My Buddy Byron: Security iRules
So, I was having lunch with my buddy Byron, who is a fantabulous Sales Engineer here at F5. I know, the world sales sends shivers down my spine to, but trust me, he’s a sharp engineer. We do what most co-workers do at lunch, complain about the weather, the Seahawks, and of course… work. I forget how we got on the topic, but somehow we ended up in a rousing discussion around iRules and their usefulness. Both of us had gotten multiple requests around “Hey, what can iRules do to make me safer”? Luckily for us, Byron being the driven guy he is, took the time to create a fact sheet completely around security iRules.
(Disclaimer: This has been slightly modified from original content)
Fact Sheet: Security iRules
So, what you have here are 5 iRules that in 5 minutes can help improve your security posture.
Transparent Web Application Bot Protection:
This iRule is rather cool alternative to CAPTCHA’s that can work well in situations. It also includes an admin interface iRule. That’s pretty shiny
Distributed Apache Killer:
DNS is all the rage on the interwebs. Dan Kaminski has consistently preached on the importantly of DNS (much tech love/thank to Dan for his work), and rightfully so. The DNS blackhole iRule allows an admin to intercept requests to DNS and respond back with a DNS blocking page. Great application: Known malware sites, HR policy blocks, and of course world of warcraft. It doesn’t stop users from surfing via IP though (keep in mind)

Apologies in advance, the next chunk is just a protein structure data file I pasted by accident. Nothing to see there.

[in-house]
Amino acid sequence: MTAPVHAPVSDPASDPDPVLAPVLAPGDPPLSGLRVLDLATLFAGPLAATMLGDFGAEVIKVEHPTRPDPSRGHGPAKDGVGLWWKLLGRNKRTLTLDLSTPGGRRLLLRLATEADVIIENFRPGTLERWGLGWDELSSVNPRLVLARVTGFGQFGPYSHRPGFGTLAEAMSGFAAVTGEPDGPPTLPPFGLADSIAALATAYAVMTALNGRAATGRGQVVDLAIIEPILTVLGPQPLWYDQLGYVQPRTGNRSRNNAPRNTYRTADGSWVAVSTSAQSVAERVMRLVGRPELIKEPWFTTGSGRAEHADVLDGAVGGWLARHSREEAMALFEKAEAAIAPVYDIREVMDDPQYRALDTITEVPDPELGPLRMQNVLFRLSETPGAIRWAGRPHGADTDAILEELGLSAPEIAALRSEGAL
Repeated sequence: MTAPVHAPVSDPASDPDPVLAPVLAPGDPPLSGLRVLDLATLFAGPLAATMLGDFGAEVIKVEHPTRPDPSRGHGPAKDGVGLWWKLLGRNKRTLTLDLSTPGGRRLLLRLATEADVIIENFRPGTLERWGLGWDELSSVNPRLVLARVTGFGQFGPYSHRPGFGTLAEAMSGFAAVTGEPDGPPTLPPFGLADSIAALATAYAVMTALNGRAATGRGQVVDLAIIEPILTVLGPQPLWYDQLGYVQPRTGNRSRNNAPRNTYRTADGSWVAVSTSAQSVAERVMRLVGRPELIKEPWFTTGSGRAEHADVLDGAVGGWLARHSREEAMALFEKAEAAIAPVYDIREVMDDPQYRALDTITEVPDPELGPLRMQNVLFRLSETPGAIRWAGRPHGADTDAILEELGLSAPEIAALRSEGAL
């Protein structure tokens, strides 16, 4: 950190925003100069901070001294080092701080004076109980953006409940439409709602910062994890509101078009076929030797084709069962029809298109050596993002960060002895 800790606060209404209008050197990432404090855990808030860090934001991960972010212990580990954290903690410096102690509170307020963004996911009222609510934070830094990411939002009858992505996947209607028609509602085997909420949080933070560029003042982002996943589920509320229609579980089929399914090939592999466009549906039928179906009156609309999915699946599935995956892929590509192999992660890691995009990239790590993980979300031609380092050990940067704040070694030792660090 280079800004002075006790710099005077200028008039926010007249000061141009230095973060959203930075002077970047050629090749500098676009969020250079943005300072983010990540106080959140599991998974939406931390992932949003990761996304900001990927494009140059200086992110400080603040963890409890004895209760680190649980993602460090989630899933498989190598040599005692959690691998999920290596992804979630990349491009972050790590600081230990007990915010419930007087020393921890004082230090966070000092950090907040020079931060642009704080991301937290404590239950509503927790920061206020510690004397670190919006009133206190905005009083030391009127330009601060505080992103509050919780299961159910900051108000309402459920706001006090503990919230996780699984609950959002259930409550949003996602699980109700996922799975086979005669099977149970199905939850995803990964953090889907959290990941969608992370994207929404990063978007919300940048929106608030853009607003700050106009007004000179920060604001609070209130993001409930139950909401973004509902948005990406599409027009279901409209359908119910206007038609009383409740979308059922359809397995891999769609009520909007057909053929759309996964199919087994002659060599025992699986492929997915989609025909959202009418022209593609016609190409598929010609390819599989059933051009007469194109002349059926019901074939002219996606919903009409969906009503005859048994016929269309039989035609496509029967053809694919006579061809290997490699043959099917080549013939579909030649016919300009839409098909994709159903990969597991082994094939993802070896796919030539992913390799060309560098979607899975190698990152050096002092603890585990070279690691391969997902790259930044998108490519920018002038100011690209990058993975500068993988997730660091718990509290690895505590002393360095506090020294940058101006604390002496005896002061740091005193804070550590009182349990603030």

Thwart Dictionary Attacks:
Brute Force.. it’s a brutal use of force to attempt to login. Attacker simply tries to login with every potential password that a user might choose. Given the time and cycles, they will succeed. So, what do we do? Limit a user to 3 attempts before locking them out for 5 minutes? That could work, but lets look at a more elegant weapon, for a more civilized age
The exponential backoff algorithm determines the amount of time a user is locked out, based upon the number of times they failed login attempts during a window. It uses some nifty math to make it all happen.
Ssl renegotiation dos attack:
Ah the classics. SSL renegotiation was quite in fashion, until it was proven that you can DoS a server with ease from a single system, due to the processing expense of ssl renegotiation. While the F5 was a tougher nut to crack than a standard server, we wanted get out a mitigation quickly, just in case.
I want to thank Byron for his great work on putting the document together! Have a great day all.
Me and Byron at Lunch